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Farmer sees a message, but can't divine it



A holy cow in Connecticut, perhaps? Or maybe a divine bovine? A calf with a white marking on its forehead in the approximate shape of a cross was born last week at a dairy farm in Sterling. Owner Brad Davis tells WFSB-TV he thinks the marking may be a message from above, though he's still trying to figure out what that message might be. The mostly brown calf is half Jersey, half Holstein. Neighborhood children have named it Moses. But wait. The chairman of the Department of Dairy Science at the University of Wisconsin at Madison, Ric Grummer, tells the Norwich Bulletin newspaper it's not unusual for a Holstein cow to have a white marking on its head. But Grummer concedes the cross shape is unusual.


Today's menu special is rodent

So, the world's largest rodent is widely consumed in Venezuela. And Bolivia has plenty of the rodents. Hmmm. Why not catch and export the capybara to Venezuela? That's just what indigenous communities from Bolivia's eastern lowlands plan to do with the hog-sized, hairless jungle rodent, which grows to 145 pounds. And the plan comes with the approval of the Friends of Nature Foundation environmental group. The foundation says the rodent needs to fetch $4.45 a pound to generate a profit.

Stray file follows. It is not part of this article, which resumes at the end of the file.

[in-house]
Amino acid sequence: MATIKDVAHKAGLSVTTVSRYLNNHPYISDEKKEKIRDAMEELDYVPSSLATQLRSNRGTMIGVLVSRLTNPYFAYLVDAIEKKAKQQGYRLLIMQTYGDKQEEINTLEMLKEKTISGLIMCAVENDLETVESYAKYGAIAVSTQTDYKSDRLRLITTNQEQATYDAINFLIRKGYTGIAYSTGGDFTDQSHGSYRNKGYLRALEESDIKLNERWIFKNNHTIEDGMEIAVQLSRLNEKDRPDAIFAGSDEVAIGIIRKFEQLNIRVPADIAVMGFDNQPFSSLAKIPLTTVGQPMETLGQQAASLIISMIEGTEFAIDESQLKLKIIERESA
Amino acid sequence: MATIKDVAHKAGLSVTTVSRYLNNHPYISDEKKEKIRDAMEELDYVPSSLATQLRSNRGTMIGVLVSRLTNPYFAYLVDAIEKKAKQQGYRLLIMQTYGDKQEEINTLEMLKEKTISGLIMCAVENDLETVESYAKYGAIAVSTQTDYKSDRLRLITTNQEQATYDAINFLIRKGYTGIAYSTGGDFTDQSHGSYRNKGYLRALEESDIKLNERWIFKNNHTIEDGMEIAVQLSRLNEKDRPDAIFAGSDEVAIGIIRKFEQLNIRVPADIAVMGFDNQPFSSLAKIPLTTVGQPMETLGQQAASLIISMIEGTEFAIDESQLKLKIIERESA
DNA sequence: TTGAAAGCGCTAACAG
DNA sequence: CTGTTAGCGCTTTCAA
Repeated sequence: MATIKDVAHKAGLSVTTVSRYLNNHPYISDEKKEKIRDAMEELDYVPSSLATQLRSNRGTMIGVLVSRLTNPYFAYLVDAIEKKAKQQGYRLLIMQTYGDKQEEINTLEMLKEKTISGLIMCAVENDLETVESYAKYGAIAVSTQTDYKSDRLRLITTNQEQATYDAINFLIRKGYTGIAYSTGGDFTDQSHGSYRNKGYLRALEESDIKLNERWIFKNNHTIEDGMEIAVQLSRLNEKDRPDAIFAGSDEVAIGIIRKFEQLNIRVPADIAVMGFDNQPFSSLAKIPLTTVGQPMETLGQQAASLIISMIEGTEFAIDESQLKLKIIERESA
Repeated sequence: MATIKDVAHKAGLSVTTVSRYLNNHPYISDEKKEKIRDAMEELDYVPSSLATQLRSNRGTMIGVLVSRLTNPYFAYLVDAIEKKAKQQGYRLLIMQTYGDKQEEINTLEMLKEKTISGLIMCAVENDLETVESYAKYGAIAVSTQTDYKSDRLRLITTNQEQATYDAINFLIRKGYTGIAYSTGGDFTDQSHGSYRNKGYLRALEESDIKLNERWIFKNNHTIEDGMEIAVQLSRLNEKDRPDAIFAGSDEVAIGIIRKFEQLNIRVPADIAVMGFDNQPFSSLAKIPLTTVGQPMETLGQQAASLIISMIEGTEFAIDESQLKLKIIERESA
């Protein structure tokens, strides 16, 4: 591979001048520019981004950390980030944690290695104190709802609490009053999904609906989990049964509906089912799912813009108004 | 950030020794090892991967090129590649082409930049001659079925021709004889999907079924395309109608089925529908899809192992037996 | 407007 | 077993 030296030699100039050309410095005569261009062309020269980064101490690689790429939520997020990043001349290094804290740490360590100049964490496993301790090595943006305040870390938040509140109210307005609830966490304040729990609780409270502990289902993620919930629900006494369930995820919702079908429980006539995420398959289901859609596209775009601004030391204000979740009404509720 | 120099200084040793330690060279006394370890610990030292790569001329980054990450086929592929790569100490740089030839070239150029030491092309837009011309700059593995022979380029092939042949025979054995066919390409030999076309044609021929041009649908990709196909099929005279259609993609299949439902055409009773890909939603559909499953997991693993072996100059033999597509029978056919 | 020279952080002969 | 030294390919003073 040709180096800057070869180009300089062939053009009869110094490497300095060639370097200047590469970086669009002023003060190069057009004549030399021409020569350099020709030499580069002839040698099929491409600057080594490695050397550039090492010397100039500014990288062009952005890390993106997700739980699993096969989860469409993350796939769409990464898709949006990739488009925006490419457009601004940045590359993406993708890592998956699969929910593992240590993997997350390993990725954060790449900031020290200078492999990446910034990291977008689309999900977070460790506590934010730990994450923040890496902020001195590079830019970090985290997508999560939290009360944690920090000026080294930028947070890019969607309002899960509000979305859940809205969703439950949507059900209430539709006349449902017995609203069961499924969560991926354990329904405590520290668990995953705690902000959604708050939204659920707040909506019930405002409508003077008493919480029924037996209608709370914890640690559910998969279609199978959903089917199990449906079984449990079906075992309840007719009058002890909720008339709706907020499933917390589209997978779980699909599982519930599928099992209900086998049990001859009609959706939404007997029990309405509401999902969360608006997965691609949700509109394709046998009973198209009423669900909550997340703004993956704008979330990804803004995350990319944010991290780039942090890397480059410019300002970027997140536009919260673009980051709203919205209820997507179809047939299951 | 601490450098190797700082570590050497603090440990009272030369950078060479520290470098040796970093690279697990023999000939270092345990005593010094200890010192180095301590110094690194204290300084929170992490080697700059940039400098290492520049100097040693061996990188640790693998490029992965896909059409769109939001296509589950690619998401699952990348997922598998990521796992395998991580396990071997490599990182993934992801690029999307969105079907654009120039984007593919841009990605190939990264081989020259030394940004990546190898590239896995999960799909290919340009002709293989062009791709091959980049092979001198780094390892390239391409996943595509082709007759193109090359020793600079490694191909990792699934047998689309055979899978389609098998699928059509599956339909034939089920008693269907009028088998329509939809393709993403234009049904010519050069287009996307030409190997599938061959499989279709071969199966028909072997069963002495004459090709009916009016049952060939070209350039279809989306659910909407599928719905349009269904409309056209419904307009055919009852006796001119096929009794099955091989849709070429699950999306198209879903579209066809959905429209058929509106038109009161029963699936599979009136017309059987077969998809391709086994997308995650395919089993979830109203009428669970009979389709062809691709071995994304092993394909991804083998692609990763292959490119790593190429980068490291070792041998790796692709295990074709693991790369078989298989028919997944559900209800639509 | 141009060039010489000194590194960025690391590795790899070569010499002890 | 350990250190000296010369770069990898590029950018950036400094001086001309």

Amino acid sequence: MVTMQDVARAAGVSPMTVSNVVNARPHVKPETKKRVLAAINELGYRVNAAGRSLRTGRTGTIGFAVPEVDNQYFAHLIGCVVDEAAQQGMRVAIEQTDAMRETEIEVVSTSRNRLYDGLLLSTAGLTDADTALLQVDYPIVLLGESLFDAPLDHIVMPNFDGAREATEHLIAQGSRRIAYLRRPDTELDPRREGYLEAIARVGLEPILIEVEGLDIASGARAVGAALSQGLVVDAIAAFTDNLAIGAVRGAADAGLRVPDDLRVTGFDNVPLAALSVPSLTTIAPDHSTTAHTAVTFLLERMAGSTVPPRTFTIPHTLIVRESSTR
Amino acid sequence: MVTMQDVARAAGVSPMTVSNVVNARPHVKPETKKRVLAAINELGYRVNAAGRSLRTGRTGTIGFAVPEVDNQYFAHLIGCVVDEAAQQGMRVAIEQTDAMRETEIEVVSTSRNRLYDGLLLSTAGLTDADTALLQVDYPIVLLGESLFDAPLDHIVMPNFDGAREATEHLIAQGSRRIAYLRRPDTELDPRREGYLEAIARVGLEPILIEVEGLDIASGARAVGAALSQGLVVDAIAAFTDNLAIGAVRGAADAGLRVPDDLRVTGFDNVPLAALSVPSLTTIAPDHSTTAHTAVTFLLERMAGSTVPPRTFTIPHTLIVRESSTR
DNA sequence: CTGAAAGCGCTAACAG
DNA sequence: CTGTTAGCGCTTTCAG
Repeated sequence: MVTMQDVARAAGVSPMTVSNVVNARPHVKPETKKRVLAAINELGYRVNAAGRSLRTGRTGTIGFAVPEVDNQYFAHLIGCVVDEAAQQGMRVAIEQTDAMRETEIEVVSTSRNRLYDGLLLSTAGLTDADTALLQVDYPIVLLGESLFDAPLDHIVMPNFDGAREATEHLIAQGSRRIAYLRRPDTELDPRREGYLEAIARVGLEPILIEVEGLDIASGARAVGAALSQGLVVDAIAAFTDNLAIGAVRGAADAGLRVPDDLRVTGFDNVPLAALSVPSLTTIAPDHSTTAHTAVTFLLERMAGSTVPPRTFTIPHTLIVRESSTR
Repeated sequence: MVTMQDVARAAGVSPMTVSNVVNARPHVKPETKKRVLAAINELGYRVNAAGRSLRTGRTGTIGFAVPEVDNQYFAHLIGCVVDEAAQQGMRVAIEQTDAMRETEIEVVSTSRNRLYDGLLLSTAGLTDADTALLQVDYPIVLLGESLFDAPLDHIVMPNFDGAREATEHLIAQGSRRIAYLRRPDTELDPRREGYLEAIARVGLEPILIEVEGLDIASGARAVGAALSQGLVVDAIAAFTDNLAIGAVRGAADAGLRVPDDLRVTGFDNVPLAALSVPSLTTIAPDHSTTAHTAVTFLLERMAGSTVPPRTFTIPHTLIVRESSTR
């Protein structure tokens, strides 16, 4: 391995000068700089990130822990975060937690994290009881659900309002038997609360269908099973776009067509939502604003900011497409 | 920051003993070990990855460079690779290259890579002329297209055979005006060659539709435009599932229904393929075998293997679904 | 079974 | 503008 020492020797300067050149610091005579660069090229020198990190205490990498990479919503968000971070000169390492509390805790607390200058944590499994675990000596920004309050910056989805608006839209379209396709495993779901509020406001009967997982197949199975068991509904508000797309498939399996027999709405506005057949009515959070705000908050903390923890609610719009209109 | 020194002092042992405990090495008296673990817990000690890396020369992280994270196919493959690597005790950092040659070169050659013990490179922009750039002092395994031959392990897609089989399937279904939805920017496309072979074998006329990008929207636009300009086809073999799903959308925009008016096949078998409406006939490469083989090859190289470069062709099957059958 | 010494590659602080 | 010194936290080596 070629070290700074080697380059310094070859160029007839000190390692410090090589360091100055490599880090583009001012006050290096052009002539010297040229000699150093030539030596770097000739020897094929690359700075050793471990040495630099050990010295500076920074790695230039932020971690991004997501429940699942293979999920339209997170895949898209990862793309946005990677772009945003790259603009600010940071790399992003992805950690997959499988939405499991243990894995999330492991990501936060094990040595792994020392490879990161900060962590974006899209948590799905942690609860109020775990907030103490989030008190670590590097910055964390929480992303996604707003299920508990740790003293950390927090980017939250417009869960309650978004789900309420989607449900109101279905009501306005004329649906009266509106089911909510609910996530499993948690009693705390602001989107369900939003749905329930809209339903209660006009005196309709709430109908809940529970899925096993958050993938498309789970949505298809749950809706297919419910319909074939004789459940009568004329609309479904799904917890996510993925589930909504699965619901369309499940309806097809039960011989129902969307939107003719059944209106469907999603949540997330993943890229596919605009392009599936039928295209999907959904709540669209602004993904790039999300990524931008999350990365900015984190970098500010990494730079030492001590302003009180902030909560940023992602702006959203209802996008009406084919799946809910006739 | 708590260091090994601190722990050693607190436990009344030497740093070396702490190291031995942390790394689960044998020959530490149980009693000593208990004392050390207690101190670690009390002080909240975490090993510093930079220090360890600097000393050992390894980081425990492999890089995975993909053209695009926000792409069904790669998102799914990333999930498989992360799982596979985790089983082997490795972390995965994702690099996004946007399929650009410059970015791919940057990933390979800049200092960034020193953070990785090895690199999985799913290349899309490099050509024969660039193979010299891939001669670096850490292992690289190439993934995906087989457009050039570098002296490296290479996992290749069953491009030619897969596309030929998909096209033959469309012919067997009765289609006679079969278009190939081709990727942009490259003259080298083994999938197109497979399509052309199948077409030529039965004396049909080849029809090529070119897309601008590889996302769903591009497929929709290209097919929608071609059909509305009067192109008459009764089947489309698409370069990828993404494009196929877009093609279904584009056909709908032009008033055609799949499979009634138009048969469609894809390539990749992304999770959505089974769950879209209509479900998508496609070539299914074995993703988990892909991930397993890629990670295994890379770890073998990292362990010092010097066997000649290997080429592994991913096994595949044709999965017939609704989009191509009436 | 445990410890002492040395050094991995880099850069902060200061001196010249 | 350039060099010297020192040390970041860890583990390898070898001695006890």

return of Napoleon

Maybe it was case of writer's block

The library in Toledo, Ohio, was not expecting this Christmas gift, all the way from Beverly Hills, Calif.: The biography Napoleon by Emil Ludwig recently arrived — 60 years after vanishing. A note explained. "I removed this book from your stacks in 1949 and did not check it out. I apologize. It's an excellent book and in good condition," the note said. The person who signed it "An ex-Toledoan" also wrote, "Carrying guilt for 60 years is a terrible thing." Library spokeswoman Rhonda Sewell says the package came as a shock. She says the holiday season may have moved the sender to right a longtime wrong.


Good thing it didn't end up in trash

You find all kinds of things in red tin cans. $10,380, for instance. The owner of such a can left it on a Kmart customer service counter in Des Moines, Iowa, where it sat for four days until employees became curious and looked inside. Police came and took the can for safekeeping, returning it to Joe Heithoff after his wife heard talk on the radio about a found can and called Tuesday to claim it. Police say Heithoff may have been having a reaction to medication Nov. 29 when he left it.

The speedy bar stool


It turns out that Kile Wygle, the Ohio man with a motorized bar stool that got him arrested for drunken driving, didn't serve time in jail, as previously reported. Instead he spent three days in a driver education program.

Compiled from Times wire services and other sources

Farmer sees a message, but can't divine it

12/09/09 [Last modified: Wednesday, December 9, 2009 9:10pm]
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